Monitoring gene expression by TRAC through very high gravity brewing fermentations. / Rautio, Jari; Huuskonen, Anne; Vuokko, Heikki; Vidgren, Virve; Londesborough, John.

International Specialised Symposium on Yeasts ISSY25: Systems Biology of Yeasts - from Models to Applications. Espoo : VTT Technical Research Centre of Finland, 2006. p. 135 P79 (VTT Symposium; No. 242).

Research output: Chapter in Book/Report/Conference proceedingConference abstract in proceedingsScientific

TY - CHAP

T1 - Monitoring gene expression by TRAC through very high gravity brewing fermentations

AU - Rautio, Jari

AU - Huuskonen, Anne

AU - Vuokko, Heikki

AU - Vidgren, Virve

AU - Londesborough, John

PY - 2006

Y1 - 2006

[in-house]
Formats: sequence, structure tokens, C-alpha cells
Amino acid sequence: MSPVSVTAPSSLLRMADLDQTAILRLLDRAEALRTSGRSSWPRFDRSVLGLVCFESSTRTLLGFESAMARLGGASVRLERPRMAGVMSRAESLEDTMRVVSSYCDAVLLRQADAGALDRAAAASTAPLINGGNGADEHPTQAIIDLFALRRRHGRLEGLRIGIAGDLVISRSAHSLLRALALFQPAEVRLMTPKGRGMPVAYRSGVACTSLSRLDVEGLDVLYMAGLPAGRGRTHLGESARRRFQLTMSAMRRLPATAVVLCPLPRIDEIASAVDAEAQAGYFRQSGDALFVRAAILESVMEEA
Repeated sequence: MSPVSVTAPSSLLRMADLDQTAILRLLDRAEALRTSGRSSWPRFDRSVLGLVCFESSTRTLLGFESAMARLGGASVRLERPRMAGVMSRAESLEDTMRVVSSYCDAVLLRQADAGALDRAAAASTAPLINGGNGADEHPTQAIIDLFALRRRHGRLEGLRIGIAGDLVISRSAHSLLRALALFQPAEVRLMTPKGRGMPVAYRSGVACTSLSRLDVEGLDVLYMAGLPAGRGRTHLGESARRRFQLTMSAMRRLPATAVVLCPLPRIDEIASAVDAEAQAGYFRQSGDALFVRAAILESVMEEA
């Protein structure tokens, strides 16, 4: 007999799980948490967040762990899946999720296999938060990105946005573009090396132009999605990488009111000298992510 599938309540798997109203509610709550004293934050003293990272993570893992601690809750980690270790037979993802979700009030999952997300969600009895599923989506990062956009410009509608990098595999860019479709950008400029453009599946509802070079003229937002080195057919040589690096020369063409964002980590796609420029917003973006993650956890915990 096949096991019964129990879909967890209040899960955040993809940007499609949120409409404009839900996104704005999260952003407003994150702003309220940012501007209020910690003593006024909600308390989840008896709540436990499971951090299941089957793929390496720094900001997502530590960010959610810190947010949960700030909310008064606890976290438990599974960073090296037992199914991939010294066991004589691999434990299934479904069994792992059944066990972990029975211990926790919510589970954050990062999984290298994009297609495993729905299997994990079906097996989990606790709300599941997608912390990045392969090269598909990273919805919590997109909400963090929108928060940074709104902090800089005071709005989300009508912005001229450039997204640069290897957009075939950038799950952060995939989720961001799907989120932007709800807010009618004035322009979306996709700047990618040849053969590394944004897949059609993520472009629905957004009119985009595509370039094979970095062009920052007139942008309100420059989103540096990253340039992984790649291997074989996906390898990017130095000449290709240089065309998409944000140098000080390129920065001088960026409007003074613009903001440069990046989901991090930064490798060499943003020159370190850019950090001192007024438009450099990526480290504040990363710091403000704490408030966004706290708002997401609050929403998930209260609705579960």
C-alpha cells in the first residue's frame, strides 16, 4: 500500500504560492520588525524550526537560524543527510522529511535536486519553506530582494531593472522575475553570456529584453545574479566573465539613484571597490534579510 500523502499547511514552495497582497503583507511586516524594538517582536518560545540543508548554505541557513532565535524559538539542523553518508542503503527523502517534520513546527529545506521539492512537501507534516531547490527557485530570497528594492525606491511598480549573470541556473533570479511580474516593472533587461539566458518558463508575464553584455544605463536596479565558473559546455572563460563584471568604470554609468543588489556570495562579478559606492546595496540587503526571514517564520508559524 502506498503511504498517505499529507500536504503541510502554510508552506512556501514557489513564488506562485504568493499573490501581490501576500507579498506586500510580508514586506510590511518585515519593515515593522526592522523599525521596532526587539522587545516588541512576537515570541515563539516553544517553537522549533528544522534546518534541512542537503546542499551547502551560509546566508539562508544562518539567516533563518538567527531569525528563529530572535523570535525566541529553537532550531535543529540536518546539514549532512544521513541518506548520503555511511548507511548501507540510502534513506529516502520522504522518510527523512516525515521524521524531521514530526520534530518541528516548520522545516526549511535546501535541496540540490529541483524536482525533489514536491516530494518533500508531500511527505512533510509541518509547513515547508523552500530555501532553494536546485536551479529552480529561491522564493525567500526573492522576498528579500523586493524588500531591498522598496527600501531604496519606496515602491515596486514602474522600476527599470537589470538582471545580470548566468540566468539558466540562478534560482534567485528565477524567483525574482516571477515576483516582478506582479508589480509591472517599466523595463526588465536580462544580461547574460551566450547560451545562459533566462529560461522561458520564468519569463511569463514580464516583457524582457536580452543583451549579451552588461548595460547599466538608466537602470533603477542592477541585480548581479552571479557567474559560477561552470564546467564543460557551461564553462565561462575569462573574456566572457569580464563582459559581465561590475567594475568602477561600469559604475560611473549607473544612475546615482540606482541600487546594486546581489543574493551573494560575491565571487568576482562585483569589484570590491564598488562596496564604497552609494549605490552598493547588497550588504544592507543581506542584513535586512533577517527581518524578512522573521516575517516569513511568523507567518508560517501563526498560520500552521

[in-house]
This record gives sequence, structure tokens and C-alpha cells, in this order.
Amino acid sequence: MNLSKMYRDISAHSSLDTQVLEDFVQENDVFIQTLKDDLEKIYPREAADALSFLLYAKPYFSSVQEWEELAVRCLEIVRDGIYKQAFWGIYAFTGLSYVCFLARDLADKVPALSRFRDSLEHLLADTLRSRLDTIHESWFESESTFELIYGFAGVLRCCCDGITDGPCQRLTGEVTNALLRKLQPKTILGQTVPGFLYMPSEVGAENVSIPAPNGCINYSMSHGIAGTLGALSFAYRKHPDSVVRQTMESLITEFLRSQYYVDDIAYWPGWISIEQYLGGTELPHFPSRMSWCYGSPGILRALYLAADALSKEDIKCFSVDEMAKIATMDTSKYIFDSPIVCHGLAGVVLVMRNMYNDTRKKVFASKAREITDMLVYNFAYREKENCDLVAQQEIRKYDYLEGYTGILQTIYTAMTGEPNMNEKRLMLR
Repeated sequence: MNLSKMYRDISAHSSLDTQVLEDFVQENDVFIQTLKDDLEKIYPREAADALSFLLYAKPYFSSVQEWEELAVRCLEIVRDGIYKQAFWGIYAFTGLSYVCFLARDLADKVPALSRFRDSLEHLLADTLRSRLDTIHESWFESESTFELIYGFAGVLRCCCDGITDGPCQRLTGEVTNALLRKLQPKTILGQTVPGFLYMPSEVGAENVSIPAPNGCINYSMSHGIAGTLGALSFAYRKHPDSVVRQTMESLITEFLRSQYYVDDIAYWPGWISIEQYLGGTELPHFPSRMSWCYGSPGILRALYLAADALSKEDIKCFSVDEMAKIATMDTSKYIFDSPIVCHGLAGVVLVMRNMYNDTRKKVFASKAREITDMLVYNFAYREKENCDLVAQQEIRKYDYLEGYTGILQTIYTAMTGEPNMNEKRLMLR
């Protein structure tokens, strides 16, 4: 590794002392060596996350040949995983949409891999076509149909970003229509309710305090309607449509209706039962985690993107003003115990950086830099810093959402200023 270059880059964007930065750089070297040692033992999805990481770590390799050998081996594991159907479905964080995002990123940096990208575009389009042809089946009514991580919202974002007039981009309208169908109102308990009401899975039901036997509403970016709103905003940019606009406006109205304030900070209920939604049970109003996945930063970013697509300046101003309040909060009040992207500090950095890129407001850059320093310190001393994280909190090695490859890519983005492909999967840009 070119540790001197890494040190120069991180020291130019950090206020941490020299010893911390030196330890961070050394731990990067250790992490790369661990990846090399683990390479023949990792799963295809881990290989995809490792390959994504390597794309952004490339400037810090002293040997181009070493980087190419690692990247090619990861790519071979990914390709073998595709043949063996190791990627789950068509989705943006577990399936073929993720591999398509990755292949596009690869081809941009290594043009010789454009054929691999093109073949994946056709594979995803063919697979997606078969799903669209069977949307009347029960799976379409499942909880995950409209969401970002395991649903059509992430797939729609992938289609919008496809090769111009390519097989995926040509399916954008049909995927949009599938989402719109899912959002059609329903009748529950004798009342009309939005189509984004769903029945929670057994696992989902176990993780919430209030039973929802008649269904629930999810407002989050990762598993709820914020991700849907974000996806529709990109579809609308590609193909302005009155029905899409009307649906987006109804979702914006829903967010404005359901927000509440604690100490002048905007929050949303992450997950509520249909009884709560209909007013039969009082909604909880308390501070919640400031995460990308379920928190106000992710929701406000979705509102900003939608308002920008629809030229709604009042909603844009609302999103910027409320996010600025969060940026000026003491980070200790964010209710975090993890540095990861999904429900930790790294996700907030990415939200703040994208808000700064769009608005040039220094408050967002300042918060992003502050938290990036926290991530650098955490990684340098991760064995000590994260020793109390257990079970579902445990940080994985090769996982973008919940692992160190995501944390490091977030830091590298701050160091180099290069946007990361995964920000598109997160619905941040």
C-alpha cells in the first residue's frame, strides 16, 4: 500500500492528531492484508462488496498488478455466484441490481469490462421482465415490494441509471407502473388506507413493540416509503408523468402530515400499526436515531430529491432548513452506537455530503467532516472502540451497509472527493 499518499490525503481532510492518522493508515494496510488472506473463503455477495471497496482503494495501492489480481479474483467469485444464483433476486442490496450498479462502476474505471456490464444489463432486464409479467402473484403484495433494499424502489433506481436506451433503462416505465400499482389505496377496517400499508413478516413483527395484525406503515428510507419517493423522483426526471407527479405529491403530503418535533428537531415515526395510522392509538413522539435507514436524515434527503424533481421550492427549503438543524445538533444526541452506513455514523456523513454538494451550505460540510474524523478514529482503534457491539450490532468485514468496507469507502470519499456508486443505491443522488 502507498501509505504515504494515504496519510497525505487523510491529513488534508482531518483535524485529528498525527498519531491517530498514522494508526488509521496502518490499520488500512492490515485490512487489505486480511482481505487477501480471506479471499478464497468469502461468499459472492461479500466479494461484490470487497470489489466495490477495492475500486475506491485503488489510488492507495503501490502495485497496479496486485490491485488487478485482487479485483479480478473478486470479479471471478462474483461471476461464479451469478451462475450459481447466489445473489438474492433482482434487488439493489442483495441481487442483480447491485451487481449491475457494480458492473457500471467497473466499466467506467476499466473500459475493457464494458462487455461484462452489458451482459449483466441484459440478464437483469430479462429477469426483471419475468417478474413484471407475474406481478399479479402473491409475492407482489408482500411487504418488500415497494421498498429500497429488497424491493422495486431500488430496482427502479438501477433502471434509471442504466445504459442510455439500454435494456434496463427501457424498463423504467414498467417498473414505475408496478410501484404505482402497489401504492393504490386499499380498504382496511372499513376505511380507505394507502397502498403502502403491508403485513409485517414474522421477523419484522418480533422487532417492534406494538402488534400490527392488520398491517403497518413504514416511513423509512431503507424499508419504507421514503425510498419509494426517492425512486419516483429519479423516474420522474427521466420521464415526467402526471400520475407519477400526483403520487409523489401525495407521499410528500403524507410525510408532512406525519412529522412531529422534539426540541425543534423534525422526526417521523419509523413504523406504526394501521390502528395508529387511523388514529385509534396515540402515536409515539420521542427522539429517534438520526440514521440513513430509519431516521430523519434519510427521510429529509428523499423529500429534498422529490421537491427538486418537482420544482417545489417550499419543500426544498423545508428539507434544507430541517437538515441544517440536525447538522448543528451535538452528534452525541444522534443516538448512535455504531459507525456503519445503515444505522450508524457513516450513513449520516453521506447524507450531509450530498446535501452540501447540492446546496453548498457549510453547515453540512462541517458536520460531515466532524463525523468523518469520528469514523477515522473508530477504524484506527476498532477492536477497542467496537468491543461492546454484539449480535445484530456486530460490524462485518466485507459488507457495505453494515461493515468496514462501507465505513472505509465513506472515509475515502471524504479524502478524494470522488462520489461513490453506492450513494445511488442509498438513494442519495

N2 - Brewers' yeast is subjected to constantly changing environmental conditions during wort fermentation, such as decreasing levels of carbon, nitrogen and oxygen and increasing level of ethanol. Cells can rapidly adapt to changing surroundings by transcriptional regulation. Changes in the genomic expression can indicate the physiological state and condition of yeast in the brewing process. Both conventional and genome-wide transcription analyses have been used to study gene expression during laboratory and industrial scale wort fermentations, but for logistic and economic reasons, data have been collected from only a limited number of samples. Here we have applied to very high gravity brewing fermentations a novel transcriptional analysis method called TRAC (TRanscript analysis with aid of Affinity Capture) for frequent expression analysis of a focused gene set. TRAC enables multiplex mRNA target analysis simultaneously from a large number of samples in a cost- and time-efficient manner. We have selected more than 70 marker genes that code for proteins involved in various pathways relevant to the brewing process, such as maltose, glycerol and lipid metabolism, glucose fermentation, amino acid biosynthesis, aroma formation and flocculation and measured their expression at frequencies up to 2 h. Results showed rapid changes in gene expression during the first hours of fermentations for several genes. For instance genes involved in maltose metabolism (MALx3), glucose fermentation (HXK2, ADH1,3,4), ergosterol (ERG3,13) and glycerol synthesis (GPD1) were strongly up-regulated between 2 to 6 h after pitching. Several genes showed two or more well defined peaks during the first 24 h. Some (not all) glucose-repressible genes (ADH2, HXK1, GLK1) were down-regulated as expected during early fermentation while glucose was present, and up-regulation was observed after 20 h of fermentation. By the time (72 h) yeast growth had stopped and total sugars had dropped by about 50%, most selected genes showed low expression and total mRNA was less than half the levels during growth. However, relatively high transcript levels were found, e.g., for some genes involved in flocculation (FLO8, FLO11) and glucose phosphorylation on a non-fermentable carbon source (GLK1) during the final fermentation stages (120-200 h).